LONDON – The Bishop of Chichester, the Rt. Rev. John Hind, says Christians in the Middle East are facing "extreme deprivation."
Speaking in a debate on religious persecution in the House of Lords, Hind said, "In places where different faiths have coexisted for centuries we see the rapid attrition of the Christian church in its ancestral homelands," as reported by Religious Intelligence.
He continued, "In Iraq, Christians have suffered extreme deprivation, sometimes due to sheer religious hatred, sometimes just caught in the cross-fire, sometimes because, amazingly and quite wrongly, they are regarded as representatives of a western faith.
"So we cannot disown our own particular responsibility and the pressure on Christians in some parts of the world."
The bishop noted that not all forms of persecution were violent or even illegal.
"Just across the border from Iraq, in south-east Turkey, a part of the world that I know particularly well, court cases are alleging the theft of land from local villages by monasteries in Tur Abdin which have stood there since the late fourth century," he said.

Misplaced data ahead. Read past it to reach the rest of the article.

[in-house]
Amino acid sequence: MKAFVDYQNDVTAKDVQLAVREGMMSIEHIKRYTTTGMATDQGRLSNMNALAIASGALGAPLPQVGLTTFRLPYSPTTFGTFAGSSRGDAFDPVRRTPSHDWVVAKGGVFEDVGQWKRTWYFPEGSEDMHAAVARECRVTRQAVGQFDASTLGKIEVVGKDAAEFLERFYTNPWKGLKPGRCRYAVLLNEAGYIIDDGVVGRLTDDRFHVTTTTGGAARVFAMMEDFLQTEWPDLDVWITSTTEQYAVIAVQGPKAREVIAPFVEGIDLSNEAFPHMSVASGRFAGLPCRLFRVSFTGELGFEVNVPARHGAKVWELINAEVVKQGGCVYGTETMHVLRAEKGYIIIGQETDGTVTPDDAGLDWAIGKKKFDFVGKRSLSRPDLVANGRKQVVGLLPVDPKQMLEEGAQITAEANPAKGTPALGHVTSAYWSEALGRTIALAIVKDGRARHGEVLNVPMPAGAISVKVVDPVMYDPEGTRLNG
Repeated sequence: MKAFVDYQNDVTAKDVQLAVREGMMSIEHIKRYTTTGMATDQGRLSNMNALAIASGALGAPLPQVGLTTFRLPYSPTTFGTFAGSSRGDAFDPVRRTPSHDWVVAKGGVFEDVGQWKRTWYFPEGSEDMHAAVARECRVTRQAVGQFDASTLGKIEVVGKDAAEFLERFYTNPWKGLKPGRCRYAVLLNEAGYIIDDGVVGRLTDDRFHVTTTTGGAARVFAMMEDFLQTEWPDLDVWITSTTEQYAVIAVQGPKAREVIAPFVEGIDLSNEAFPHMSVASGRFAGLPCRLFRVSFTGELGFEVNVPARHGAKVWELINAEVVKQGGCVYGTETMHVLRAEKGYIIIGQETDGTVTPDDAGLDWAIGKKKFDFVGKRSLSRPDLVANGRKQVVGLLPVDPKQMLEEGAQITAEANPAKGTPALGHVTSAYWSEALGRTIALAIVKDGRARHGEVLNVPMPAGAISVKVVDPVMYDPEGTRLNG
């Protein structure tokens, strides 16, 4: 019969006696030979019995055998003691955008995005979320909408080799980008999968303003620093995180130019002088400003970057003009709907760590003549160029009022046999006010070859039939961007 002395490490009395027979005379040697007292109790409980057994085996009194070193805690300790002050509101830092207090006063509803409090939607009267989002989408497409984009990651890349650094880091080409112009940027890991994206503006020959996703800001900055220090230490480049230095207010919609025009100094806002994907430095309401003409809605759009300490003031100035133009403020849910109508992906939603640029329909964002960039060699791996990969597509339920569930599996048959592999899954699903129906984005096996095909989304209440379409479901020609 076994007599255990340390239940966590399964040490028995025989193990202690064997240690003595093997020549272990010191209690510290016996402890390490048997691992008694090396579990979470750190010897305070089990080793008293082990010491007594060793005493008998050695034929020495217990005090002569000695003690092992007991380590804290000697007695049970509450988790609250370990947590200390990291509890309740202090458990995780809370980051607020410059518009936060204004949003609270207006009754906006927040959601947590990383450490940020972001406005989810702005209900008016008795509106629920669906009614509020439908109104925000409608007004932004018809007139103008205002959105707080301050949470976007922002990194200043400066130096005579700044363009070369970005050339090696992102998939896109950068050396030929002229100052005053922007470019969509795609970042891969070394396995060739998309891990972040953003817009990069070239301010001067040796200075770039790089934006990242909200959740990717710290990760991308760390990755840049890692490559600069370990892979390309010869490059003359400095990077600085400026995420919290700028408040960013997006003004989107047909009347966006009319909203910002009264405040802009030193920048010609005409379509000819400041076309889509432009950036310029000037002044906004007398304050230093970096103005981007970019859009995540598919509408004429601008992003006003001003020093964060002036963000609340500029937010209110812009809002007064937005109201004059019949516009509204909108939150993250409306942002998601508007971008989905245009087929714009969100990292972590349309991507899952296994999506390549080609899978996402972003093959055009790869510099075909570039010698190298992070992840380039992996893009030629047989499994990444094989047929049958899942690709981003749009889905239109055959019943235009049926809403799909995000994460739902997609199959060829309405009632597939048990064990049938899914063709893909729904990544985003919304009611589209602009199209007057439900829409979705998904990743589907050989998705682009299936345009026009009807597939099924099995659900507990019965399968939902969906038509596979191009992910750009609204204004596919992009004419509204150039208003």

"There is a certain degree of ridiculousness about some of this, but that does actually affect the sufferings of those Syriac villagers and others who are suffering so greatly."
Hind also commented on what some have dubbed "persecution" within the United Kingdom. He said he welcomed the reinstatement of Caroline Petrie, the Christian nurse who was suspended after offering to pray for a patient.
According to the bishop, a spokesman for a Muslim forum in his diocese described the decision to suspend her as "crazy."
The bishop described it as "a welcome sign of how faith communities can hold together in the face of a growing hostility to faith."